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Pioneering Joyful Experiential Learning

Anju and Pascal Chazot, winner of K-12 – Innovative School of India, describe their school where learning transcends textbooks

Anju Chazot
Pascal Chazot

From crafting games and toys to developing their own classroom, students in grades 1 to 12 actively participate in hands-on learning experiences that foster critical thinking and subject connections in history, arts, mathematics, science, and the environment Mahatma Gandhi International School (MGIS) has been a trailblazer and recognised as a pioneer in the realm of Joyful Experiential Learning since its inception in 1999. Operating under the aegis of a trust established by the Ahmedabad Municipal Corporation (AMC), MGIS exemplifies a successful Public Private Partnership (PPP) initiative aimed at fostering innovative pedagogy and teacher training. Several of MGIS's pedagogical innovations, including its distinctive progress report card, trans-disciplinary learning approach, and commitment to providing free education to underprivileged students, have influenced broader educational reforms such as the Right to Education (RTE) Act and the National Education Policy (NEP) of 2020.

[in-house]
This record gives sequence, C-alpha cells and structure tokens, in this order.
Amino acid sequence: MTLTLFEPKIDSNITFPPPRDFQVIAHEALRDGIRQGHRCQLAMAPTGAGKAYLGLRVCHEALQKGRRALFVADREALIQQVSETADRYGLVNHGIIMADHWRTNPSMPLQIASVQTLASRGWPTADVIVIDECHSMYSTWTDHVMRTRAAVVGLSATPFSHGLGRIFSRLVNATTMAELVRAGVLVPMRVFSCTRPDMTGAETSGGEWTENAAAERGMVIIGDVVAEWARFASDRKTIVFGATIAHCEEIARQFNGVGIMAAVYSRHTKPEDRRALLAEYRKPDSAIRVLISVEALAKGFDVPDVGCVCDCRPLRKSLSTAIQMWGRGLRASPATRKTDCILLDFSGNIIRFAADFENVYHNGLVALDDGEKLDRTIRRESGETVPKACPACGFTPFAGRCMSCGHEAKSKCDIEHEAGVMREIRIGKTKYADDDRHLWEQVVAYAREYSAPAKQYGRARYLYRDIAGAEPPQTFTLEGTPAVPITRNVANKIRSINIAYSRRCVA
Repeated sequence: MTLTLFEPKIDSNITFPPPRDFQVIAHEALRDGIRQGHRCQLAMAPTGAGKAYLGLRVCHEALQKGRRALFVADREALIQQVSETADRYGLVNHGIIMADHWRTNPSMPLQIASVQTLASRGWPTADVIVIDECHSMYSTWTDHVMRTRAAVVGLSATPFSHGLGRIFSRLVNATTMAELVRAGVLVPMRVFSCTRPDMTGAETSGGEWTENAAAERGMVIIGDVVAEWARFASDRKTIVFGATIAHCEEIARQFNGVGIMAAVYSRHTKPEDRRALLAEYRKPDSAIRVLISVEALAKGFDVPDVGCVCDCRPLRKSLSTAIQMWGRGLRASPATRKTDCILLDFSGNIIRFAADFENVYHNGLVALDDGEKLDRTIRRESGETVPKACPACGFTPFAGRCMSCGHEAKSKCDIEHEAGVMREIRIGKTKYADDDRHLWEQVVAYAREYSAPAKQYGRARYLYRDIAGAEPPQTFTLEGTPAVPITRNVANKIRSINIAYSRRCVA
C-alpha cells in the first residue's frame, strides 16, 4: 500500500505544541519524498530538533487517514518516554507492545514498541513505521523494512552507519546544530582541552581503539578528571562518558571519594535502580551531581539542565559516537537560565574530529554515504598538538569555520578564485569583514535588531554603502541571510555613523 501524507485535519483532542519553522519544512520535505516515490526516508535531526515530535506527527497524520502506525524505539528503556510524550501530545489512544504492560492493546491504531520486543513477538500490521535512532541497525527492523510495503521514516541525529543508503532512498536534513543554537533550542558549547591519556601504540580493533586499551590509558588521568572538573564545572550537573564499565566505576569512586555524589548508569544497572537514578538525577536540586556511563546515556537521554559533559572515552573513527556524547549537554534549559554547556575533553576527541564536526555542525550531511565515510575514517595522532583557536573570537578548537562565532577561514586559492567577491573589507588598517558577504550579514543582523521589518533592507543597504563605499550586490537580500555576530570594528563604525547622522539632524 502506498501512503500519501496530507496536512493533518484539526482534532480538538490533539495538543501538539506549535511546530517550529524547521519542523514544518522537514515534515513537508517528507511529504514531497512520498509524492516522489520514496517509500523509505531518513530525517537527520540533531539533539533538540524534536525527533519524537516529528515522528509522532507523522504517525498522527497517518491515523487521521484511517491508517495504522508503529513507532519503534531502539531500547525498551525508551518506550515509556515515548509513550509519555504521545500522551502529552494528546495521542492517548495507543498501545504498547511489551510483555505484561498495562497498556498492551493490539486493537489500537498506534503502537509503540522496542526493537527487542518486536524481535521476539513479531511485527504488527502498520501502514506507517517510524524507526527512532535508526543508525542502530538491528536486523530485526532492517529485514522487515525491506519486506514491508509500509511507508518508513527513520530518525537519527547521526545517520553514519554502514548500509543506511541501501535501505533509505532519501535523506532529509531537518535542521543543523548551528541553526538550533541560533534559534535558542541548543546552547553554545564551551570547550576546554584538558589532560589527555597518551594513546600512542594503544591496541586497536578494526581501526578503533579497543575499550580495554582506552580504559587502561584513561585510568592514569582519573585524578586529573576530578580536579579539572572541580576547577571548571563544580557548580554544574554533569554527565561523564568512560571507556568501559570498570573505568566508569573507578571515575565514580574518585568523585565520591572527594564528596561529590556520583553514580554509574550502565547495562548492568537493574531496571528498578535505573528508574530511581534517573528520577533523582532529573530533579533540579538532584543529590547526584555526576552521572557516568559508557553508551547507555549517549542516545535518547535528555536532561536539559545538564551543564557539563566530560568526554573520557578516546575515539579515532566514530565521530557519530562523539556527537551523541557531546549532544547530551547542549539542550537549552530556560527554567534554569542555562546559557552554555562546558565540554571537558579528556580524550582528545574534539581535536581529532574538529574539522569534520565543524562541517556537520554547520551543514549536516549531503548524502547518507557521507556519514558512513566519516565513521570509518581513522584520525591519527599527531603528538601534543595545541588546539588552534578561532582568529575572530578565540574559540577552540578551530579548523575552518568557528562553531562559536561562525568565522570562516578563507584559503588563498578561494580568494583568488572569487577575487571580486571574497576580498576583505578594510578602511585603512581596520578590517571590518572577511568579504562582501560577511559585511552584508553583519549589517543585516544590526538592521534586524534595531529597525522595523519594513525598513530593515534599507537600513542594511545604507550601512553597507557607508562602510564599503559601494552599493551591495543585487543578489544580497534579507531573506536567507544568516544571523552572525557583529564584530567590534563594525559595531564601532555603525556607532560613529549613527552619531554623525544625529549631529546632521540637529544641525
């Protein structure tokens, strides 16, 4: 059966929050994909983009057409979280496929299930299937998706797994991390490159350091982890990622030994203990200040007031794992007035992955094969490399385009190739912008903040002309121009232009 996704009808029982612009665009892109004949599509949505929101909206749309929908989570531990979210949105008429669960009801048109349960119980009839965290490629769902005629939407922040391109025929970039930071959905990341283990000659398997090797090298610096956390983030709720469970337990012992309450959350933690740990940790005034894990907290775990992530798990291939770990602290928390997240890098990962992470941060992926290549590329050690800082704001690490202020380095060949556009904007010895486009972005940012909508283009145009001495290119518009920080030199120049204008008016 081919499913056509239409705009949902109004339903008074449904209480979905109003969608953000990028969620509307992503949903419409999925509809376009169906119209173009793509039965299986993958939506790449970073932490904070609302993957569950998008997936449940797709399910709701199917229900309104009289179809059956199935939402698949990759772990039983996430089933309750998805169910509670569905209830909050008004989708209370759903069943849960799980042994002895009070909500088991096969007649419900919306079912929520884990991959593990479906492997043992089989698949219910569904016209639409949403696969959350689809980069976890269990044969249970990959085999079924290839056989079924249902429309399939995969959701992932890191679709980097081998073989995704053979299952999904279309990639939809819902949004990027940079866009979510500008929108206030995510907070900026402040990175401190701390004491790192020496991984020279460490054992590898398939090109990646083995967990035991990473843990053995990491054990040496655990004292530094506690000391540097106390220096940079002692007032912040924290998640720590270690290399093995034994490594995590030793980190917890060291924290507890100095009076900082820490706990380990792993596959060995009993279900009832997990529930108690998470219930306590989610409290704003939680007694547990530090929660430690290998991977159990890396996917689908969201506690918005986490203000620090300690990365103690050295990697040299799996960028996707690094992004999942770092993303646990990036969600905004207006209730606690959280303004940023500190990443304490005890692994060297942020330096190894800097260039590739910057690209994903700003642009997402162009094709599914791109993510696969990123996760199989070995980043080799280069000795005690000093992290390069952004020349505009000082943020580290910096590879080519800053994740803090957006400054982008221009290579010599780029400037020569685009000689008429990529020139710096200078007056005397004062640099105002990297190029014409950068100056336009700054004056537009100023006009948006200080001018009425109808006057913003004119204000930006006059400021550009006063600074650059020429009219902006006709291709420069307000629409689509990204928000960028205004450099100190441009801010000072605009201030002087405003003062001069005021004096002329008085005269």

Innovative pedagogy: Generated Resources Learning (GRL) 

At MGIS, learning transcends textbooks. Instead, students from various grade levels engage in real-life, trans-disciplinary projects directly relevant to their contexts. For instance, they manage a cafeteria, produce social issue-focused films, draw insights from communities to preserve indigenous knowledge (e.g., the matka fridge), design their own classrooms, and curate heritage museums. These activities encompass diverse subjects, including languages, science, mathematics, entrepreneurship, health, technology, media, culture, and more. From crafting games and toys to developing their own classroom, students in grades 1 to 12 actively participate in hands-on learning experiences that foster critical thinking and subject connections in history, arts, mathematics, science, and the environment. 


Multi-sensorial, embodied cognition pedagogy 

MGIS's pedagogy hinges on multi-sensorial engagement and embodied cognition. By employing spatial design and a wide array of everyday objects and materials, students explore, inquire, create, act, and reflect within their classrooms. MGIS's faculty members have imparted experiential learning training to schools under various boards, including CBSE, KVS, and EMRS, emphasising toy-based pedagogy and 'Pedagames,' an approach centred on students crafting their own board games. (Anju Chazot, the Founder-Director of MGIS, holds prominent roles in educational committees, including the CBSE's Holistic Progress Card committee, the NCERT's Toy Based Pedagogy committee, the Ministry of Education's National Focus Group, and the NCERT's National Committee for Teaching Learning Materials). 


Curriculum freedom and project-based learning